As sites like Twitter and Facebook attract more users, the risk of encountering bullies, racists, and various other hate-mongers is increasing by the day. And while authorities in the UK have allotted more funding to police these sites for troublemakers, they're asking for users to essentially police themselves when it comes to battling individuals who are attempting to ruin the experience for everyone else.
Chief Constable Stuart Hyde, head of the e-crimes division of the Association of Chief Police Officers (ACPO) explained, "There is no Facebook squad or Twitter squad. We are not actively going out to catch people who have made inappropriate comments. We're not there to hunt people down. But where allegations are made we can and do investigate."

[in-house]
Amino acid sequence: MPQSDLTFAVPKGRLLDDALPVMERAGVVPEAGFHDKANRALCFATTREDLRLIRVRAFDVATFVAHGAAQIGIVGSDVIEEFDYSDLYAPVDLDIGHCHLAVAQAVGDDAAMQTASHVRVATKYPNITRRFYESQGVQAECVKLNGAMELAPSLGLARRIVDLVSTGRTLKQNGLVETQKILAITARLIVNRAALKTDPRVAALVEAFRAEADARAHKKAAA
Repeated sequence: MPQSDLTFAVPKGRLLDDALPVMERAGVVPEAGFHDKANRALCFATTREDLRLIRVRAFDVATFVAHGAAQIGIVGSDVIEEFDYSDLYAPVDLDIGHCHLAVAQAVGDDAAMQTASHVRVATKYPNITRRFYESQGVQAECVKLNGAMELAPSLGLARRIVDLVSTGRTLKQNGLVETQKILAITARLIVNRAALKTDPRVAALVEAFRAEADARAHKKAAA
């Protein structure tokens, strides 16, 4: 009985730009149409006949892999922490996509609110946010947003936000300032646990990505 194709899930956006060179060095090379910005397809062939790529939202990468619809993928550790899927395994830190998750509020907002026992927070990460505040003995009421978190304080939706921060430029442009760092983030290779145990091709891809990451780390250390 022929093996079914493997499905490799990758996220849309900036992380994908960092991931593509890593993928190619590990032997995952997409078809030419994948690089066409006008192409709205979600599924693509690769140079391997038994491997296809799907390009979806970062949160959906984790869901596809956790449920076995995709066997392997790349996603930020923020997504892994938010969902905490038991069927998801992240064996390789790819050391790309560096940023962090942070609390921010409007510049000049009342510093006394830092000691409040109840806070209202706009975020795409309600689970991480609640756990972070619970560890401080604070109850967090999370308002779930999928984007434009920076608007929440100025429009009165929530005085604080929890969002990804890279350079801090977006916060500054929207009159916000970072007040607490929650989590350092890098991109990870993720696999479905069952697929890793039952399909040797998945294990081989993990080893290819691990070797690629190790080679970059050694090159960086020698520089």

Patrolling social networking sites can prove extremely difficult. When a person posts something than another user doesn't like, the offending comment can be removed at the moment's notice, making it difficult for authorities to properly investigate the claim. However, there have been instances where the people have been incarcerated for sharing their rude and inappropriate opinions with the world. Racist tweeter Liam Stacey, for example, spent 56 days in jail for spreading his hate around the Intrawebs.
ACPO's Deputy Chief Constable Gordon Scobbie feels that educating users, young people in particular, is the key to getting a handle on these problems. "If you come across somebody behaving irresponsibly the onus is on you to do something about that if you care about that space. In my experience of Twitter and Facebook there are a lot of very responsible people who will be the eyes and ears and report stuff."
Although there are detectives who patrol these sites on a regular basis, there is only so much that law enforcement officials can accomplish.